“I was able to go out there and get it, and it’s a good thing I did,” Ross said. “After that video was taken, the water came up like another 6 feet. And that air conditioner he was sitting on was underwater.”
Ross started a GoFundMe page to support displaced pets and people in need. So far it has drawn more than $22,000. But he hasn’t been able to find the owner of the cat yet.
“If we can’t find one, I’m gonna keep it,” Ross said.
– Tomas Rodriguez, Naples Daily News
After Hurricane Ian was gone, ‘all the water came’
Flooding driven by 20 inches of rain dropped by Ian blocked multiple roads in Florida’s DeSoto County, turning some neighborhoods into islands. In addition to flooding homes, the waters engulfed a gas station and the Peace River Campground, where about 150 people lived year-round, officials said. Lingering’ widespread power outages and poor cell service hampered evacuation efforts via airboats despite the help of the Florida National Guard. Authorities were distributing water and ready-made meals to stranded people who didn’t want to leave.
“We know about hurricanes but flooding is a new thing for us,” said DeSoto County Commissioner J.C. Deriso. “The storm, our community was pretty well prepared for. But the flood was pretty unexpected. Rivers rise and fall every year. But what we saw was once in a lifetime. At least we hope so.” Read more here.
– Trevor Hughes, USA TODAY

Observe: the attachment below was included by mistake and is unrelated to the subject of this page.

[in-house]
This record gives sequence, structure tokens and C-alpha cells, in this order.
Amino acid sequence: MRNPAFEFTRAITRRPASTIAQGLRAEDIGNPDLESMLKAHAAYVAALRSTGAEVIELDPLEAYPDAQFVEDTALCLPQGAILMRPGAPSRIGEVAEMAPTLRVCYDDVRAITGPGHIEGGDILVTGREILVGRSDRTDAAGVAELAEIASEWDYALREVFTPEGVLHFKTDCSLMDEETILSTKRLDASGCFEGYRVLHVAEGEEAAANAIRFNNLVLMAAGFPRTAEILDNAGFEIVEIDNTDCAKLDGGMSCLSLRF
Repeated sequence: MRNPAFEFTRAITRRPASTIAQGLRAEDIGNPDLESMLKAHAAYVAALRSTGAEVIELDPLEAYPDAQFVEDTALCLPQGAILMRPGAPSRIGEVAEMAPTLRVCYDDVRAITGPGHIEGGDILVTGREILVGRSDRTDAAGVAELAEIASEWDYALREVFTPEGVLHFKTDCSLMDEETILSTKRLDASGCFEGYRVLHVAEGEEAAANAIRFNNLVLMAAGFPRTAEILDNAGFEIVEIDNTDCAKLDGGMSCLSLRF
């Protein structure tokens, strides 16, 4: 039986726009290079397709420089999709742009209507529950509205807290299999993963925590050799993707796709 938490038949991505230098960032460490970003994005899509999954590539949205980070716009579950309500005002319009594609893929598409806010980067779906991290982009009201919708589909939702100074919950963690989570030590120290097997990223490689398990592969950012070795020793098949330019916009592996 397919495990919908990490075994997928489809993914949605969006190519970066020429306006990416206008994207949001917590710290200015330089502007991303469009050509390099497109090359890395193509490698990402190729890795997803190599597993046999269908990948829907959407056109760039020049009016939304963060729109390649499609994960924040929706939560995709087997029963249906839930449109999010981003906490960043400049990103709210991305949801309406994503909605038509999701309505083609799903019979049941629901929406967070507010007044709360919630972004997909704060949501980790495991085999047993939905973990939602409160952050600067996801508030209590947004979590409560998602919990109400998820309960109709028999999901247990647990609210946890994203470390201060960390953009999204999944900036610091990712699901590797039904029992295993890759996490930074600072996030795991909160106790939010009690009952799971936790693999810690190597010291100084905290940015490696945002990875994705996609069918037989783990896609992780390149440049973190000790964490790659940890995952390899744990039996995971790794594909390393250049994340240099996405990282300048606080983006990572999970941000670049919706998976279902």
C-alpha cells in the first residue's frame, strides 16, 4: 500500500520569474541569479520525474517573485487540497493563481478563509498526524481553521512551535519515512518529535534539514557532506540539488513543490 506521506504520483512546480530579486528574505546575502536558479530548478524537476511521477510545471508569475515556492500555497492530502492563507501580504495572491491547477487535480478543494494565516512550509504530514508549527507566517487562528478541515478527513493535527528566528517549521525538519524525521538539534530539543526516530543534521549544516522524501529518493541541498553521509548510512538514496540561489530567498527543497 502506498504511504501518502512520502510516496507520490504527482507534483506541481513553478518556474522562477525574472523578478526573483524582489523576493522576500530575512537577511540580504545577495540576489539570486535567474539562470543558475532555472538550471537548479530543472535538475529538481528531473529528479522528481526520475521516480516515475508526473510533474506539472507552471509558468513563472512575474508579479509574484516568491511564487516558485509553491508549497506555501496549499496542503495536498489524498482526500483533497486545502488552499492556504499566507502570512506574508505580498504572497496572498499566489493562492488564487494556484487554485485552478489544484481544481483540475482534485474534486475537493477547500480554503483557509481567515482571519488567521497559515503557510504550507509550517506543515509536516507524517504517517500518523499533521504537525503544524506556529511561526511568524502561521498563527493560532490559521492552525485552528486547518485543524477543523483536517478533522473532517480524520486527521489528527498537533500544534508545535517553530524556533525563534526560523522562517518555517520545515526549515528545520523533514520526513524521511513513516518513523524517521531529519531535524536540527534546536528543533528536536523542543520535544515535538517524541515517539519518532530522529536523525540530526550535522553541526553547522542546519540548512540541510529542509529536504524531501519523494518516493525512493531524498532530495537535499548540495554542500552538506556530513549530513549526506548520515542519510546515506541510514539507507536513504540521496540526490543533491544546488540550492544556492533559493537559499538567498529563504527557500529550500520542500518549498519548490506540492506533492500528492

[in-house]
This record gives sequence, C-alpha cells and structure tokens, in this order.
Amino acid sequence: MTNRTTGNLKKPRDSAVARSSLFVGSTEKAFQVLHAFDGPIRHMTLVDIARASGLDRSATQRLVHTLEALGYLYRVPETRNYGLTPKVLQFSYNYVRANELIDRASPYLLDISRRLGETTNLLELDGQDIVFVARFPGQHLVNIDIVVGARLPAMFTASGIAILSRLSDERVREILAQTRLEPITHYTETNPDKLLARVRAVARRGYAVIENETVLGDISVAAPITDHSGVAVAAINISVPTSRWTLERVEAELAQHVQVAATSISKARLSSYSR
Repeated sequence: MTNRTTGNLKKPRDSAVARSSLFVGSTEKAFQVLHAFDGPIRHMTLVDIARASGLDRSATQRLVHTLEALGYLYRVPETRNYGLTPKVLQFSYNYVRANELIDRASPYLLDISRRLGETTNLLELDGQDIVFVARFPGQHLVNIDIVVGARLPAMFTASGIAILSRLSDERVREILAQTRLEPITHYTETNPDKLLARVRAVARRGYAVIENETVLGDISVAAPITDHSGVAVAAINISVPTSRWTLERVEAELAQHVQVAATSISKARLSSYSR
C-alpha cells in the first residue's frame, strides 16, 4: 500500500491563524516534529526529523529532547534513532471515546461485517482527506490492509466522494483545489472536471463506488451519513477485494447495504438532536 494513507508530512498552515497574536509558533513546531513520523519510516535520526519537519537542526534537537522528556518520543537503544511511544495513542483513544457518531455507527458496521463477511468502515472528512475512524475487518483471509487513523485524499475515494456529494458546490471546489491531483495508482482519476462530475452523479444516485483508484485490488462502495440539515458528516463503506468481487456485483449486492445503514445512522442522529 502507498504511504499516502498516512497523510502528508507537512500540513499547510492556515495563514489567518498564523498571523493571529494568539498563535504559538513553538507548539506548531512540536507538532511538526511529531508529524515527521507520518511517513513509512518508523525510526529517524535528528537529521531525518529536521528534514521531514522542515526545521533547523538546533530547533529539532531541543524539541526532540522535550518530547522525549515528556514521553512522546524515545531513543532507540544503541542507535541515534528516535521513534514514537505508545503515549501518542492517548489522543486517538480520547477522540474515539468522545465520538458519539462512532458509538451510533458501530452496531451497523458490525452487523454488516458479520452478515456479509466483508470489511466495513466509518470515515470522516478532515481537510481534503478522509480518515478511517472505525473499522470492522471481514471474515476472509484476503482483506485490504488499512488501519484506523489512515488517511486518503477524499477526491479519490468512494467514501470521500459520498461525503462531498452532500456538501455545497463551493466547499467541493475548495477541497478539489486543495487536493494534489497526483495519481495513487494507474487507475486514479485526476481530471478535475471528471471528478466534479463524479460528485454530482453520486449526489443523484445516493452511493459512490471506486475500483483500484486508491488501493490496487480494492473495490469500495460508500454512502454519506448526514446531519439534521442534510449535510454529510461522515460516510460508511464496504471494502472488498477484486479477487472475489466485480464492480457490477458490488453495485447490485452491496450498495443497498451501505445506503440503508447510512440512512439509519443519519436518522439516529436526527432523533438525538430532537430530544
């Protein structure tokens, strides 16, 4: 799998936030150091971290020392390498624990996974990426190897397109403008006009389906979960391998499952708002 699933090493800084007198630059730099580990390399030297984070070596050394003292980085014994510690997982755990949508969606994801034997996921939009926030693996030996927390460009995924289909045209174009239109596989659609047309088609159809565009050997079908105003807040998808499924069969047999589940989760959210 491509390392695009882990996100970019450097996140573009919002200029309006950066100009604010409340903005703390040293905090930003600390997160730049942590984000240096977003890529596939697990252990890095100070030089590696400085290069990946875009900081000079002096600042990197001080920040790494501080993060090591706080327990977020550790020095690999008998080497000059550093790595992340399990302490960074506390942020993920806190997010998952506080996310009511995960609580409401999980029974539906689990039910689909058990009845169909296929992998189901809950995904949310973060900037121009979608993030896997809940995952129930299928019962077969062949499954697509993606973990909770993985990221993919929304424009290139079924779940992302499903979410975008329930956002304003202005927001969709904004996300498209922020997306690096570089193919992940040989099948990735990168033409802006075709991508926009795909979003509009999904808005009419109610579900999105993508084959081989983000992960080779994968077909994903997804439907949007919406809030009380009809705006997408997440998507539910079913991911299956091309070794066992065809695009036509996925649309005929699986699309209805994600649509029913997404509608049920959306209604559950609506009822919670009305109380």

Florida Gov. Ron DeSantis pushed Sunday for expedited recovery efforts in southwest Florida, heavily damaged by Ian last week. DeSantis toured some of the areas still experiencing flooding from the storm, surveying damage by boat in North Port in Sarasota County and then Arcadia in DeSoto County. Earlier in the day, he distributed food and water to hurricane victims in Naples in Collier County.
Homes in Arcadia were still flooded up to their rooftops and RVs were almost completely submerged, DeSantis said at a news conference Sunday.
“This was such a big storm, that brought so much water, that you have basically what’s been a 500-year flood event here in DeSoto County, and some of the neighboring counties,” DeSantis said.
Almost 600,000 homes and businesses across Florida remained without power Monday, according to PowerOutage.us. Florida Power & Light, the state’s largest power company, said it had restored electricity to nearly 1.7 million customers and expects to restore the majority of power by Friday.
– Colleen Wixon, Treasure Coast Newspapers
Fort Myers churchgoers share their Ian survival stories
Sunday morning, several dozen seniors trickled into a shattered Fort Myers church not far from where Hurricane Ian made landfall a few days earlier. Outside lay an overturned Jeep and dumpsters blown into a tree line. A nearby discount mall and a mobile home park lay in tatters. Power lines dangled over a road leading to Sanibel Island, cut off by a destroyed bridge.
Under Southwest Baptist’s toppled steeple were soaked floors and holes in the roof. Bible pages fanned out to dry. In the chapel, displaced members slept on makeshift beds made of chairs and boiled water with propane burners.
The church insisted on holding a service – even if it had to be held outside – for a vulnerable community thunderstruck by loss and trauma. Read the full story.
– Chris Kenning, USA TODAY
Contributing: Jorge L. Ortiz and Nada Hassanein, USA TODAY; Sergio Bustos, USA TODAY Network Florida; Ed Reed and Stacey Henson, Fort Myers News-Press; The Associated Press